A few years later, alongside Najat Aquesbi, then head of the Geology Museum at the Moroccan Ministry of Energy and Mines, Professor Philippe Taquet of the National Museum of Natural History in Paris (MNHN), Dale Russell of the Center for the Exploration of the Dinosaurian World (USA) and Ronan Allain, a researcher at the MNHN, Michel Monbaron participated in unearthing the bones at Tazouda village with the intention of dating them as precisely as possible by studying their geological environment. Vegetable debris, consisting of the remains of ferns, cycads and conifers, were also discovered alongside the bones.
It was Michel Monbaron who confirmed the time markers of between 190 and 175 million years ago, i.e. the end of the Lower Jurassic, and thus assigning to one of the remains – an almost complete jaw – the proud attribute of being the oldest fragment of a sauropod skull currently known in the world.
A discovery with global scientific repercussions
From 2001 to 2007, the excavations undertaken under the direction of Ronan Allain confirmed the importance of the Tazouda site, since nearly 600 dinosaur bones in a very good state of preservation were recorded, including parts of a skull and its mandible bearing 17 teeth. Two dinosaurs were identified, a sauropod herbivore of unknown type named Tazoudasaurus naimi (the bones represent at least ten individuals ranging from juveniles to adults) and a bipedal carnivorous theropod, also of unknown type, which will become known as Berberosaurus liasicus.
Tazoudasaurus Naimi: this name is derived from the name of the locality where it was found, Tazouda, and from sauros, which means lizard in Greek. The word naimi comes from the Arabic word for slender, and refers to the small size of this type of dinosaur.
The uniqueness of this discovery lies in the fact that continental deposits from this period, the Lower Jurassic (between 199 and 176 million years ago), are only found in just a few places on Earth. As a result, very little is known about the history of dinosaurs in this period. The scientific implications of the Tazouda discovery are therefore world-reaching.
Souce: Peyer, Karin and Allain, Ronan (2010) ‘A reconstruction of Tazoudasaurus naimi (Dinosauria, Sauropoda) from the late Early Jurassic of Morocco’.
Michel Monbaron explains:
« The location and the richness of the Tazouda deposit amply justify the construction of a museum at the exact site of the discoveries, and which thereby opens up unique possibilities … The visitor has access to the fossiliferous slab where he can admire the scapulae, the femurs, the vertebrae in the very place they were found … »
This kind of museum with public exhibits at the site of the discoveries is very rare and the one in Tazouda will be the first in Morocco. The building construction so far has been thanks to a large financial donation from two French patrons, Danièle and Armand de Ricqlès. An association has been created to ensure the follow-up of the project. A scientific committee has also been established but the interior of the museum has not yet been completed.
Moussa Masrour, coordinator of the scientific committee of the Tazouda museum, explains that future visitors to the museum will be invited to follow a discovery trail, starting from the site of the excavations with a reconstitution of the discoveries in the form of bone casts. A life-size reproduction of the Tazoudasaurus is envisaged. There will be display cases showing fossils, plus information panels explaining the evolution of species and the habitat of dinosaurs.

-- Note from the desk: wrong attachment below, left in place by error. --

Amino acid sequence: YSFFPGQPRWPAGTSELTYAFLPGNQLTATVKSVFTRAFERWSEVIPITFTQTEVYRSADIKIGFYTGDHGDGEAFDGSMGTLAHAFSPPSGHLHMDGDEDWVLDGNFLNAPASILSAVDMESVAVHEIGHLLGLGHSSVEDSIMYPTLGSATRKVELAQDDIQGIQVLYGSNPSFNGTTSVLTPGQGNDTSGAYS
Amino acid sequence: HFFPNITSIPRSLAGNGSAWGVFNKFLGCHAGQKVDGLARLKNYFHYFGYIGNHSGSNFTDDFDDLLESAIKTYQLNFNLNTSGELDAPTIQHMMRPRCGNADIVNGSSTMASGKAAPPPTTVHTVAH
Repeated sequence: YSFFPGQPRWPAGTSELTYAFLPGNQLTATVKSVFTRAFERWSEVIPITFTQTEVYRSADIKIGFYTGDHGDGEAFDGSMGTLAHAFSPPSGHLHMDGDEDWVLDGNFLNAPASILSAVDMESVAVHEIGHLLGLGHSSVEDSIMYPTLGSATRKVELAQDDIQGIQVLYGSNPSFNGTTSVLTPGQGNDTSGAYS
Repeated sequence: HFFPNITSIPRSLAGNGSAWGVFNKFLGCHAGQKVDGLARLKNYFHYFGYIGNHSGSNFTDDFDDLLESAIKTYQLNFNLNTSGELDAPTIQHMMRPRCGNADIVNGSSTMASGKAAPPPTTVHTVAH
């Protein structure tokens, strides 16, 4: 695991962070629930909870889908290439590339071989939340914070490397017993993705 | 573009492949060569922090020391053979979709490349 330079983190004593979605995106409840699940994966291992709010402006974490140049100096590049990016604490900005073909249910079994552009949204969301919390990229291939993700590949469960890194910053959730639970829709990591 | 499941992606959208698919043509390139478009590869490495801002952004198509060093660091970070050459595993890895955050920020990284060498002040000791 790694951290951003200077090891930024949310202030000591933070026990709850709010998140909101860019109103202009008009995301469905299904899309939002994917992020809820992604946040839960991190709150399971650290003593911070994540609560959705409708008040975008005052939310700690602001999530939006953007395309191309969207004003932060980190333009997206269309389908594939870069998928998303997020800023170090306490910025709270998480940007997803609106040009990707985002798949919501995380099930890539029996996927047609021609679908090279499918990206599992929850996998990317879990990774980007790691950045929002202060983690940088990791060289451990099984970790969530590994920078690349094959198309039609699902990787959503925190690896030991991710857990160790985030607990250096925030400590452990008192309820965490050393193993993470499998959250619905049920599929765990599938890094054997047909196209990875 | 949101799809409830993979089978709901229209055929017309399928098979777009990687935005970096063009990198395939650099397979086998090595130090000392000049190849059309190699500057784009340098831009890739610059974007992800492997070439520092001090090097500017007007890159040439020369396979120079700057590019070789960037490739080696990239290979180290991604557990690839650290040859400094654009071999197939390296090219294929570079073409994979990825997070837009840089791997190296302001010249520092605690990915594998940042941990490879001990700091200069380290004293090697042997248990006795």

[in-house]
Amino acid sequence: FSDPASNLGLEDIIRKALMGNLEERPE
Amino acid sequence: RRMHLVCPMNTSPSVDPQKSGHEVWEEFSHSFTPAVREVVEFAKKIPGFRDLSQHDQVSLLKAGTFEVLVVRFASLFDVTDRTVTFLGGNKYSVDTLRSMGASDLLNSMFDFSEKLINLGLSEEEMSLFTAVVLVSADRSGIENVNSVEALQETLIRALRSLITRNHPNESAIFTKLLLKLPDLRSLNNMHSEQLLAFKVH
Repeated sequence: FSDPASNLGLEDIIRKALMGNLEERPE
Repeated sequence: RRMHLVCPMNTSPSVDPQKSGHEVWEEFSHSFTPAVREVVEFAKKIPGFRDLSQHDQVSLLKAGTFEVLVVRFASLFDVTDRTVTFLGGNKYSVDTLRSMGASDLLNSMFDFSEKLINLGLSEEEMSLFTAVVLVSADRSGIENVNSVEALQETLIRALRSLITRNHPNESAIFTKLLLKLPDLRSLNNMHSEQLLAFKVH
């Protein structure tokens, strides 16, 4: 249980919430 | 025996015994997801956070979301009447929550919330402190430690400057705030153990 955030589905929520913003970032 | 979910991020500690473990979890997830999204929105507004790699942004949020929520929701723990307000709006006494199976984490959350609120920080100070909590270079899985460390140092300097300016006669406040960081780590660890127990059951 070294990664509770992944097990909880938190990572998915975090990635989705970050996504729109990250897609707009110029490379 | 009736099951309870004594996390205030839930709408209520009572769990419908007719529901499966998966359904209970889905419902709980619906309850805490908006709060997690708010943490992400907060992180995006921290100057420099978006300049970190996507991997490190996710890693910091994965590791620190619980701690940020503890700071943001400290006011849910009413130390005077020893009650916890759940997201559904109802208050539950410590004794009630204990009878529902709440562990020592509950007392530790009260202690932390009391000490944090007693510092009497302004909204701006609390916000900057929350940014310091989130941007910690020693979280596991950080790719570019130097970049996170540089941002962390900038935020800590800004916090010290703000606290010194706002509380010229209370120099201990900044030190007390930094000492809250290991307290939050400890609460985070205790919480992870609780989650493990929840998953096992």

Once finished, the Tazouda museum will complement the future Azilal museum, on the other side of the Atlas Mountains, which will present the imposing skeleton of Atlasaurus Imelakei to the public. The opening of the Azilal museum is planned for 2020 and it will be the focal point of the M’Goun Geopark, a vast territory being promoted under the innovative label of “Global Geopark”, a label validated by UNESCO in 2014. The intention is to offer the public a unique presentation of all the mineral, fossil and natural treasures of this region so rich in history.
Linked in this way, the two museums devoted to the dinosaurs of Morocco will shed light on what was once the life trajectory of these great reptiles that disappeared 65 million years ago, at a time when the Atlas Mountains had not yet been formed, and the plains were frequently covered with water and home to an abundant fauna and flora.
The region of south-east Morocco is indeed full of traces of our planet’s great past and, for international palaeontology, prevails as an important reservoir of discoveries. Moussa Masrour cites the Fezouata area in the vicinity of Zagora, where the remains of an exceptional Ordovician fauna can be observed, also with world scale referencing, or the Kem Kem site, which contains a wide variety of fossils such as those of dinosaurs, spinosaurs, crocodiles and turtles, or the Agdz region with its stromatolites.
The urgent need to make this cultural jewel shine on Tazouda
The completion of the museum in honour of the Tazoudasaurus naimi has been postponed several times, once from 2011 and again from 2015, and since then no clear date has been revealed. But the future seems full of promise: the person in charge of the project, Mr. Lhouceine Maaouni, Provincial Director of Energy and Mines in Ouarzazate and the new President of the Tazouda Association, confirmed that, despite the series of delays, the project has been resurrected, notably at the impetus of the Governor of Ouarzazate Province, Mr. Abderzak El Manssouri, a fervent supporter of plans to construct museums.
It is to be hoped that those in charge of the Drâa Tafilalet Regional Council will finally open their eyes to the riches that Nature, and thereby Providence, has offered to the region they are responsible for, and that they will follow the example of their counterparts in the Béni Mellal-Khénifra region, who have shown vision and admirable accomplishments in setting up the M’Goun Geopark; a tremendous driving force for the development and growth of the country.
Everything is in place for the opening of this cultural jewel to the public, waiting to shine on the territory of Tazouda village, to the benefit of its population who have great hopes, and rightly so, for what will become the flagship tourist attraction in the province of Ouarzazate as well as being the pride of the Drâa Tafilalet region, and of the whole of Morocco.
The day will come when the dinosaur of Tazouda truly will emerge from its slumber and receive the honours it deserves.